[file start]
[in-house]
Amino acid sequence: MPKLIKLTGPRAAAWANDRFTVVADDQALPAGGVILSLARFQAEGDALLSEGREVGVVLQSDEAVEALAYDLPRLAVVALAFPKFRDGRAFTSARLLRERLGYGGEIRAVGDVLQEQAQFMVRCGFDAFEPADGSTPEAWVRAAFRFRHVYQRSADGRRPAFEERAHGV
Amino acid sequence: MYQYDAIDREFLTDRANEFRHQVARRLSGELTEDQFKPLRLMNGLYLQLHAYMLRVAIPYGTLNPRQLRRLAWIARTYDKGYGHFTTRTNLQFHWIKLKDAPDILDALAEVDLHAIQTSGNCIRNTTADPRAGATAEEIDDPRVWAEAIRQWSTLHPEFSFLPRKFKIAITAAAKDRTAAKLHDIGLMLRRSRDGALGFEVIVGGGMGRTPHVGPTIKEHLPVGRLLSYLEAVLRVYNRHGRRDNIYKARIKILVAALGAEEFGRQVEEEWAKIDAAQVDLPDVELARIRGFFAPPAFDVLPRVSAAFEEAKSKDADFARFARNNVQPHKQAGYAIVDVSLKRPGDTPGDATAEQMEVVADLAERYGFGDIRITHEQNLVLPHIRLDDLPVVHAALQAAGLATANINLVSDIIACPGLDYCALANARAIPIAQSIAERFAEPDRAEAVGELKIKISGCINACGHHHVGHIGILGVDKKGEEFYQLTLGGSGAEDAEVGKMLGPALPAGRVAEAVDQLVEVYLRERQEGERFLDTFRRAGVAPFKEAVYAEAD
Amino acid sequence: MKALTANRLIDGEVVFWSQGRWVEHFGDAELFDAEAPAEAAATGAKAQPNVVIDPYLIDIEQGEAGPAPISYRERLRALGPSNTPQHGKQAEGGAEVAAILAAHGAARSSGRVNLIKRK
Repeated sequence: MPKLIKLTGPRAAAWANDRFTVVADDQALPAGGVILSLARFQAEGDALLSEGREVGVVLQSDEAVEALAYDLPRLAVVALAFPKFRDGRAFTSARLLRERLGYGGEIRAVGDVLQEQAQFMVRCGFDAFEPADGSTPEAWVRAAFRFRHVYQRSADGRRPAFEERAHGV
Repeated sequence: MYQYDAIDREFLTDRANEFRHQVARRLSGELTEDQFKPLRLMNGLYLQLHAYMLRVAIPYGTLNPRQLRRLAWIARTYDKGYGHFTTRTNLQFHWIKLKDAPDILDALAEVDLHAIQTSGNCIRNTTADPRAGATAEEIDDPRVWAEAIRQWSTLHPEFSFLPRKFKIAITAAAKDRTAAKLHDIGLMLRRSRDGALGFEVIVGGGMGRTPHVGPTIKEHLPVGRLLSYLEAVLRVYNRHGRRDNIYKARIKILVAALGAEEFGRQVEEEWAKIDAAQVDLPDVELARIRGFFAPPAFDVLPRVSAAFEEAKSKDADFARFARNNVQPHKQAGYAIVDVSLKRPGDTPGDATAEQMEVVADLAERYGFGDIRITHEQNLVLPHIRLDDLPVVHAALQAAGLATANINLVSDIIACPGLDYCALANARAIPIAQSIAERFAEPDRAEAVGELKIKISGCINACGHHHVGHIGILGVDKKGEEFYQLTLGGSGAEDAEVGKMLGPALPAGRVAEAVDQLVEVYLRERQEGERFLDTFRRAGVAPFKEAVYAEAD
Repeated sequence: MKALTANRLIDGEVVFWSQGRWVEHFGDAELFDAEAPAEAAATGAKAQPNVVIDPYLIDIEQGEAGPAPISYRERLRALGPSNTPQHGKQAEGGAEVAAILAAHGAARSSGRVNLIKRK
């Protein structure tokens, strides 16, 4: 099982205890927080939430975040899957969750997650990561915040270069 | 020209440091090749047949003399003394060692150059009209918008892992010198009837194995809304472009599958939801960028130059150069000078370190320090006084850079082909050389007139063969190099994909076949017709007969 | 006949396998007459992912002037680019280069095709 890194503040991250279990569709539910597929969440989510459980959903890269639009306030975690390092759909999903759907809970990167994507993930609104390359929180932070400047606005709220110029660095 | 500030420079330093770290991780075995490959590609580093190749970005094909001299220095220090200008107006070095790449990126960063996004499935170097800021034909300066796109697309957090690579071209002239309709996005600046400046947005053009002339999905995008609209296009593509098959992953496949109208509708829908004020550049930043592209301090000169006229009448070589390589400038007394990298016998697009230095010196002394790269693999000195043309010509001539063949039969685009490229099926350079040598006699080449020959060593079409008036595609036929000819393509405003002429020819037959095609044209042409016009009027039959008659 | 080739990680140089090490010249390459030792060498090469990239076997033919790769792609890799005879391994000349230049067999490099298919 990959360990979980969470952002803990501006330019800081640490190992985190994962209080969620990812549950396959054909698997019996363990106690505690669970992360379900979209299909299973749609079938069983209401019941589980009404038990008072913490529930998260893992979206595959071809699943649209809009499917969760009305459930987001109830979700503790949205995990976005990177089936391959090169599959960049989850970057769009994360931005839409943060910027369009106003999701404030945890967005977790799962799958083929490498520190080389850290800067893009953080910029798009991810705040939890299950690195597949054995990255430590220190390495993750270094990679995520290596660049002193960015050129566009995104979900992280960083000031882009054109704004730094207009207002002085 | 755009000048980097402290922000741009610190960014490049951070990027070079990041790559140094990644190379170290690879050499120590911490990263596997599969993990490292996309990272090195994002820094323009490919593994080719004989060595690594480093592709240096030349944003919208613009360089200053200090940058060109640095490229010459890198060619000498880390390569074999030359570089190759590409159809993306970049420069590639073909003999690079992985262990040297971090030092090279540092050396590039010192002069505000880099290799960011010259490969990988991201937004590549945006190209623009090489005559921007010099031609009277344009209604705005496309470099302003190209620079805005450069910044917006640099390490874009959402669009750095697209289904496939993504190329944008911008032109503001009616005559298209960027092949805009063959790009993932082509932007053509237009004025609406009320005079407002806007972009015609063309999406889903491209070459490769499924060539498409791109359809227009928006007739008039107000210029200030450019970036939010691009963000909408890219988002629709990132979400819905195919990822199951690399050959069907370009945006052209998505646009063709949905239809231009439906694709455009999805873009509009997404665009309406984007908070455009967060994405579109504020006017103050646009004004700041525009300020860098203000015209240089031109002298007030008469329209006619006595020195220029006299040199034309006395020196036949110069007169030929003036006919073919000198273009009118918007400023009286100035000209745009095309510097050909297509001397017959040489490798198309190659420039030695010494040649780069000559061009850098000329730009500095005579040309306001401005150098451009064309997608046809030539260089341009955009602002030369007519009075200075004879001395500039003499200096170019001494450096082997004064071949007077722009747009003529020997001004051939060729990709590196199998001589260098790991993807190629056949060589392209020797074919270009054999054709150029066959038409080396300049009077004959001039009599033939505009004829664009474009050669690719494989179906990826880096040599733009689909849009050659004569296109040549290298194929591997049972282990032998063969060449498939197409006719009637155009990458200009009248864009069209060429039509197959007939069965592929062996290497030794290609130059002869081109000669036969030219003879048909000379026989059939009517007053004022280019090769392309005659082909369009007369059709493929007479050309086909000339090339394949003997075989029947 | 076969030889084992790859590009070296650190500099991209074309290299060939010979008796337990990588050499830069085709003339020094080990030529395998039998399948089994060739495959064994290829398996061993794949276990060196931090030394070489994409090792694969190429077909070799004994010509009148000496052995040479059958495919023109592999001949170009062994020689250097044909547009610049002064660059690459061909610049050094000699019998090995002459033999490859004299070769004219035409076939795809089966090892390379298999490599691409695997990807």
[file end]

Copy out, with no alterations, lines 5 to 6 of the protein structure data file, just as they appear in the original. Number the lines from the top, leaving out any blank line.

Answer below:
Repeated sequence: MPKLIKLTGPRAAAWANDRFTVVADDQALPAGGVILSLARFQAEGDALLSEGREVGVVLQSDEAVEALAYDLPRLAVVALAFPKFRDGRAFTSARLLRERLGYGGEIRAVGDVLQEQAQFMVRCGFDAFEPADGSTPEAWVRAAFRFRHVYQRSADGRRPAFEERAHGV
Repeated sequence: MYQYDAIDREFLTDRANEFRHQVARRLSGELTEDQFKPLRLMNGLYLQLHAYMLRVAIPYGTLNPRQLRRLAWIARTYDKGYGHFTTRTNLQFHWIKLKDAPDILDALAEVDLHAIQTSGNCIRNTTADPRAGATAEEIDDPRVWAEAIRQWSTLHPEFSFLPRKFKIAITAAAKDRTAAKLHDIGLMLRRSRDGALGFEVIVGGGMGRTPHVGPTIKEHLPVGRLLSYLEAVLRVYNRHGRRDNIYKARIKILVAALGAEEFGRQVEEEWAKIDAAQVDLPDVELARIRGFFAPPAFDVLPRVSAAFEEAKSKDADFARFARNNVQPHKQAGYAIVDVSLKRPGDTPGDATAEQMEVVADLAERYGFGDIRITHEQNLVLPHIRLDDLPVVHAALQAAGLATANINLVSDIIACPGLDYCALANARAIPIAQSIAERFAEPDRAEAVGELKIKISGCINACGHHHVGHIGILGVDKKGEEFYQLTLGGSGAEDAEVGKMLGPALPAGRVAEAVDQLVEVYLRERQEGERFLDTFRRAGVAPFKEAVYAEAD